A fortune teller in Las Vegas once told me “Your future’s not in hamburgers. “ Six months later I quit my job and went back to university full-time. Twenty years later these words echo in my head as I compose this essay, hoping to return to school again.
The fortune teller’s words had significance for good reason. At the time I was working for a Vancouver advertising agency on the McDonald’s account. Yes, the restaurant giant. I was in Vegas running the booth at an annual conference, where owners and operators from all over the world had convened to discuss business and learn about the new products the Corporation was going to roll out for the upcoming year. At the end of the conference they threw a huge party just for McDonald’s people and others like me. It was a country fair, with carousel rides, Ferris wheels, BBQ food, free beer, and fortune tellers.
The fortune teller knew we were all connected to McDonald’s. They knew nothing about any of us, and in particular they knew nothing about how unhappy and frustrated I felt about my job at the agency. My face was pressed against that glass ceiling; I could see the future and I could imagine what it felt like, but I was trapped below with no chance for advancement unless I furthered my education.
At one time having an undergraduate degree was enough to provide almost unlimited access to opportunities. That is still true for some industries and career choices, but not for me. For the last couple of years I have felt my face pressed up against that glass again. There are holes in the glass now that allow me to breathe and taste some of the future. In fact, half my body is on the other side of this glass already. But I am not all the way through.
When I went back to university in Canada, I wanted to become a forensic scientist. It was just before CSI was a smash TV hit, before a million others decided to follow that same dream in a country that really does not have enough crime to sustain that many people. Up to a point I achieved my dream — I worked in policing for five years and was part of Canada’s biggest crime scene in history (I did not cause the crime scene, I just helped analyze it).
During my employment at the RCMP (Royal Canadian Mounted Police), I naturally fell into jobs that blended my logical and creative talents. One aspect of my job was to run the chemical tests on evidence that would then be analyzed for fingerprints by our police experts. My boss also asked me to write some standard operating procedures about how to use the digital cameras in a policing environment. In time, this led to a contract job as the Media Relations Coordinator, where my degree and my work experience culminated in the perfect job for me. I won an award for this work, as well as experienced a job that I loved and where I know I made a difference to the world.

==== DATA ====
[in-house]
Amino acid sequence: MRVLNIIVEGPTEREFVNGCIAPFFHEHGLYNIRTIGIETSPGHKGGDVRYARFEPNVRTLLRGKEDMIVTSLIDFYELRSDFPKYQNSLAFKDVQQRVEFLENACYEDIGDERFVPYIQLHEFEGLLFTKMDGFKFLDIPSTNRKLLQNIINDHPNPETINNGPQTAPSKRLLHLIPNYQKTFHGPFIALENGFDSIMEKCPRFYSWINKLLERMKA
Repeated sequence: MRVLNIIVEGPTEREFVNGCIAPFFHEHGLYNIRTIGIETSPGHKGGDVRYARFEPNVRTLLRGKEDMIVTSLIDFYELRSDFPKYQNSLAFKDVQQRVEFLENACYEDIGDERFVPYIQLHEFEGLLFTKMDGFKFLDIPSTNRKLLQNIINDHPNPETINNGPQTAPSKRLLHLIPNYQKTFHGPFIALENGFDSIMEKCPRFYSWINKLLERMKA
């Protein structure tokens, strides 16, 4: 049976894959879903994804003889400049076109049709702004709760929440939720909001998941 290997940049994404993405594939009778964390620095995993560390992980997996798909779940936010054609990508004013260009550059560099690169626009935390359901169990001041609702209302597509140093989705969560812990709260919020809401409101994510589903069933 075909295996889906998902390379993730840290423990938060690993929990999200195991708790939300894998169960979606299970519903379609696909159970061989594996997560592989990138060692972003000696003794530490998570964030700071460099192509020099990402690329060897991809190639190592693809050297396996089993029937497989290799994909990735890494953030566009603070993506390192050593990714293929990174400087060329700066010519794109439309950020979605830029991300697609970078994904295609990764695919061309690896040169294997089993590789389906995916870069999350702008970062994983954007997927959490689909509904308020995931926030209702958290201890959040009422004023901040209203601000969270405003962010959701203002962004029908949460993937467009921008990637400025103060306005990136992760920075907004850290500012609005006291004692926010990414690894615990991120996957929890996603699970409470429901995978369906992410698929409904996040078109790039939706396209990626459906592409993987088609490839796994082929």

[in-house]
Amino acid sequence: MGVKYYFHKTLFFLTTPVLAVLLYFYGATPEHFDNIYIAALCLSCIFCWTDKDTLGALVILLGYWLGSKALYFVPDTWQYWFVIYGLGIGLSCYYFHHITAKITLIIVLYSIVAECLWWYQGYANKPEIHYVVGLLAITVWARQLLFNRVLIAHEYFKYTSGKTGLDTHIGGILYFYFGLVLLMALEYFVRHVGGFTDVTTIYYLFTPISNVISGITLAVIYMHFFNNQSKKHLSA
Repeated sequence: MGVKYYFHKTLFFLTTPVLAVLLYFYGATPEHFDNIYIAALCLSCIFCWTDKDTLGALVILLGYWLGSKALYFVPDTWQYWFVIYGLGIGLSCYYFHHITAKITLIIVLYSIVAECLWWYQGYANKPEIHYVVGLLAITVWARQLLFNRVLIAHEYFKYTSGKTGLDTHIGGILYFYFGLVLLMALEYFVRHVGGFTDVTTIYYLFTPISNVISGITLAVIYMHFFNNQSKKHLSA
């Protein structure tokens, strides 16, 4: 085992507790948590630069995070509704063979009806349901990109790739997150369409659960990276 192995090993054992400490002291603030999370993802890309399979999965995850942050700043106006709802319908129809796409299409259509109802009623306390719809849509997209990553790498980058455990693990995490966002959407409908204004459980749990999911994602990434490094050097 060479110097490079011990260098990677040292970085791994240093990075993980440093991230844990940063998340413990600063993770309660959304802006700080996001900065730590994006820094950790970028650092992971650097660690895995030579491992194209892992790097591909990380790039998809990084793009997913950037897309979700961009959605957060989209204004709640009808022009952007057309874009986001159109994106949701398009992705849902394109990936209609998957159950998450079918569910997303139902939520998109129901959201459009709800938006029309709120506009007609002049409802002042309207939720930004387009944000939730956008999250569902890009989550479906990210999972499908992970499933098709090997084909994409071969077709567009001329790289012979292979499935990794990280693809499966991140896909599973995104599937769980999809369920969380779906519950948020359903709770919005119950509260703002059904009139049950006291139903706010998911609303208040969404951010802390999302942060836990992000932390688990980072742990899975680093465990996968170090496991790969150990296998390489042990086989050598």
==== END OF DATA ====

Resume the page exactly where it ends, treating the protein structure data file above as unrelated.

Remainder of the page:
And then I had to reinvent myself as a technical writer. Long story. Perhaps worthy to write it down one day, but I won’t for this essay.
Technical writing suits my personality and my skills as a scientist and as a creative person. It enabled me to find work quickly when I moved to Sweden four years ago (another long story!) but I am stuck in a company that does not have any opportunity for advancement. My skills and spirit are withering, and although I keep trying, I have not been able to secure a new job.
If I won a millions dollars (pounds, Euros, kroner) I would go back to school full-time. Since that is not possible (I don’t play the lottery), I focused on finding a part-time program. I hoped to find something in Stockholm but the programs I am interested in do not meet my criteria or are not offered in English. I did find a non-credit creative writing class, which I have just completed, reaffirming that I need to stop resisting my nature and pursue that which I love, not that which I think I should do.
I am a writer, always have been. I write poetry, short stories, blogs, scientific research papers, and every day I work with words. I have a regular blog about my life in Sweden (you are reading it) and I have won NaNoWriMo (National Novel Writing Month) two years in a row.
I am already a professional writer but I do not have the piece of paper to prove it. All I know is that I need to keep moving forward and I thrive best when I am in a learning environment. I also need to work until I am at least 80 years old, so it would be great to have lots of options in the future for freelance work.
It is true. My future is not in hamburgers or 3D modeling. My future is still being written, and this time it will be written by me.